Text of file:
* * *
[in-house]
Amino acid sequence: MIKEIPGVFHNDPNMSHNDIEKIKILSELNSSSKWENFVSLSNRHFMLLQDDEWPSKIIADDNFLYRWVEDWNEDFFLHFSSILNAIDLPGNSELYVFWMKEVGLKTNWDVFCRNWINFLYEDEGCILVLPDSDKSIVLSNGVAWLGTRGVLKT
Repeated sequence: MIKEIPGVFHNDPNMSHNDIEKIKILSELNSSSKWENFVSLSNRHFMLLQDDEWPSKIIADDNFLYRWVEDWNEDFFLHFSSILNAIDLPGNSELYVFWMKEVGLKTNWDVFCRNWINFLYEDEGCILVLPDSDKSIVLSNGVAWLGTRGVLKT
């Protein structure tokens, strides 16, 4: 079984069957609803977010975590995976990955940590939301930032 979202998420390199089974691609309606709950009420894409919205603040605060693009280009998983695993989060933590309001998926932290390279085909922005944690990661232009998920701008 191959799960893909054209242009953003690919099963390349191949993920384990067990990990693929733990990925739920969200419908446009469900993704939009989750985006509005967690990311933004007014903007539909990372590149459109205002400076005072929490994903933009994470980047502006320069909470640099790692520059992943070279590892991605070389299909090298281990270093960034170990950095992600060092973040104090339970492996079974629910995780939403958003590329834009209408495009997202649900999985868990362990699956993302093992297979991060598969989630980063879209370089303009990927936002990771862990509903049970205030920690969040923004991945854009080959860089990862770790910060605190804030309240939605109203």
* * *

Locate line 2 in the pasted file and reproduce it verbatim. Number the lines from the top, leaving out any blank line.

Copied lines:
Amino acid sequence: MIKEIPGVFHNDPNMSHNDIEKIKILSELNSSSKWENFVSLSNRHFMLLQDDEWPSKIIADDNFLYRWVEDWNEDFFLHFSSILNAIDLPGNSELYVFWMKEVGLKTNWDVFCRNWINFLYEDEGCILVLPDSDKSIVLSNGVAWLGTRGVLKT